Cars’ outward appearances will become much more homogenous in the future. Why is this and what will that do for branding?
If you happen to be in a city right now, you can order a rideshare that will pick you up wherever you are and take you pretty much wherever you want to go. And, compared to a traditional taxi service, it's dirt-cheap. But that's all that ridesharing really offers because, at this point, there's barely enough demand to make ridesharing feasible. In the near future however, demand will likely increase dramatically as autonomous vehicles drive down the price of this service.
Though this topic was previously covered in our post, "Sharing Interests, Not Rides,” it's an important place to start because as demand increases, you'll suddenly be able to get a lot more out of your ride than simply traversing from A-to-B. You'll be able to socialize with like-minded people, eat or drink restaurant-style, or catch a ride with your groceries and packages so that you and your orders arrive home together.
As a result, the way cars are branded is going to undergo a major change. Brands will come to represent the experience, rather than the car itself. As more and more niche brands and rideshare interiors are launched—and eventually take the spotlight away from the car exterior—the aggressively styled exteriors we've come to know and love are going to fade away.
And why will this be the case? For one very simple reason: each interior experience will become a modular part that rideshare companies can swap out as-needed to meet demand and support a hyper-segmentation of autonomous transit.
Why keep both a fleet of 1,000 latte-serving CaféCars alongside a separate fleet of 1,000 beer-servingCarBars when they hardly ever operate during the same hours? By swapping out the interior of a single car, you could serve everyone their coffee in the morning and their beer at night with the same fleet of 1,000 cars. You don't need a degree in economics to know which is more cost effective. Half as many cars cost half as much to buy, insure, and maintain.
It just makes economic sense.
The net effect is that cars destined to be autonomous transit vehicles will, in effect, become mere shells that wrap around these kinds of modular interiors. Think about it: how much do you care what kind of car shows up when you call a Lyft or an Uber? Probably not a lot, and regardless, we’d wager you’re more likely to notice the color of the interior than the color of the exterior. As the interior of the ride offers more and more, riders are going to care less and less about the exterior. We will no longer "consume" the ride from the outside; we will instead experience it from the inside.
Essentially, the exterior of the car will become a shell. And, once branded, each Shell’s technology will cater to certain functional benefits.
A Shell’s ability to protect its users from harm will be a huge selling point for security-minded individuals. Names will draw on future technologies that might include Premonition braking systems or Insulome nano-fibers designed to absorb impacts in the event of a crash. Combining these components could result in a CrowsNest package that could cut your likelihood of injury due to a reckless driver by 90%. That way, you’ll know you’re choosing the lowest-risk ride possible.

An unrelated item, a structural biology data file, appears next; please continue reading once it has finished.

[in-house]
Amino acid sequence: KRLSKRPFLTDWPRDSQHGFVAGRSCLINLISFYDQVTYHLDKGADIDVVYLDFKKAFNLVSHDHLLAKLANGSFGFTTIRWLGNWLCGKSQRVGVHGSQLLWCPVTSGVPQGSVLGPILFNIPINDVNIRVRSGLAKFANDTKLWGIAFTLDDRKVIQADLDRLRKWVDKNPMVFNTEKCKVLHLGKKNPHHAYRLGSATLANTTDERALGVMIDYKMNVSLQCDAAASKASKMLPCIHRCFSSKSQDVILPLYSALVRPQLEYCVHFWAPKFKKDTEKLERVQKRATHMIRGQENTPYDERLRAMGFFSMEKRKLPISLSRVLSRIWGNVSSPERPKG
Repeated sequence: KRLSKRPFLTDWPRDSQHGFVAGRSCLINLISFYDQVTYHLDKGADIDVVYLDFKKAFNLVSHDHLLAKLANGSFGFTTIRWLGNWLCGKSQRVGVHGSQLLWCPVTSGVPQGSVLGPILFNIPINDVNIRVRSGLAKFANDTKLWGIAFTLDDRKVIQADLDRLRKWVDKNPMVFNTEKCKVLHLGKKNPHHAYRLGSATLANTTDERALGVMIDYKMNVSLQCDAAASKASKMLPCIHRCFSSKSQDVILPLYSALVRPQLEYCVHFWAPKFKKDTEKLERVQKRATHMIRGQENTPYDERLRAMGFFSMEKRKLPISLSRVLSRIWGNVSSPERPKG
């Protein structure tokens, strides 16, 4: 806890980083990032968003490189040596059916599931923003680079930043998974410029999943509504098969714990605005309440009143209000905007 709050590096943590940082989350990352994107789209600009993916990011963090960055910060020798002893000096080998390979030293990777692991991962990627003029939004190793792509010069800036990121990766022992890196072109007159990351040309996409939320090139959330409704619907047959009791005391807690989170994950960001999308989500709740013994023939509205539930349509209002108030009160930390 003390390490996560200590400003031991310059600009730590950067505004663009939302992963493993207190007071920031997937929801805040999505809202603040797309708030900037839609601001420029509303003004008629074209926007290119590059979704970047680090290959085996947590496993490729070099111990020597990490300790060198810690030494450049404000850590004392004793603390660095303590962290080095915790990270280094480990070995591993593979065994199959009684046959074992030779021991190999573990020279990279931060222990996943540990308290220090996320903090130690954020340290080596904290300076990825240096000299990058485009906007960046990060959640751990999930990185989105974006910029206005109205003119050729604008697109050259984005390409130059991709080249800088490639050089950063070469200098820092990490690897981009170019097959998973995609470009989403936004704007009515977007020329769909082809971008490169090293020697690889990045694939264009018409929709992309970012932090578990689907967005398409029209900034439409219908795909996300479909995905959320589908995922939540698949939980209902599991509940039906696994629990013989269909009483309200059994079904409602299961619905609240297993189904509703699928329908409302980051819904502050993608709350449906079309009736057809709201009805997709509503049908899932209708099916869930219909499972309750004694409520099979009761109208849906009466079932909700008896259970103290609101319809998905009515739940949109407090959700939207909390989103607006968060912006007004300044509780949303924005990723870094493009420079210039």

Tomorrow’s autonomous shells may strongly resemble bullet trains or other types of elegant public transit that we currently have today. Car brands like Oyster will necessarily signal a sleek exterior—like the smooth lines of a bullet train—but with a luxurious, perhaps even complex, interior.
Shells that interface with their infrastructure could provide clear functional benefits, just like trains and other means of public transit. Where will Amtrak or other commuter trains stand in this mix? Specific Shell packages could offer the ability to interface with existing forms of long-distance travel. Traveling from San Francisco to Los Angeles or traversing the East Coast? Make sure your Lounge Deck interior is fitted with a Shell featuring Amtrak’s Caboose Technology, allowing you to by-pass traffic by commuting on train tracks instead of the highway. Not only might the great American railway system offer an excellent way to loosen up gridlock for interstate travel, but also could provide access to the nation's most incredible scenic routes that are currently inaccessible by car.
Now, this is not to say that car exteriors will become meaningless in the automotive landscape of the future. They will simply no longer be the main selling point because they will be sidelined by the various inter-changeable and highly specialized interiors soon to be offered. Although ingredient and exterior branding will continue to be critical factors, interior branding will offer a whole new dimension: it will holistically capture the ride experience and potentially become a defining feature of autonomous vehicles . Interiors will no longer be confined to type of leather, color, or technology. This new, apparent limitless space creates the opportunity for companies outside of the automotive industry to make their mark in this territory by launching—and branding—unique interior experiences.
—Aaron Snyder, Director of Special Projects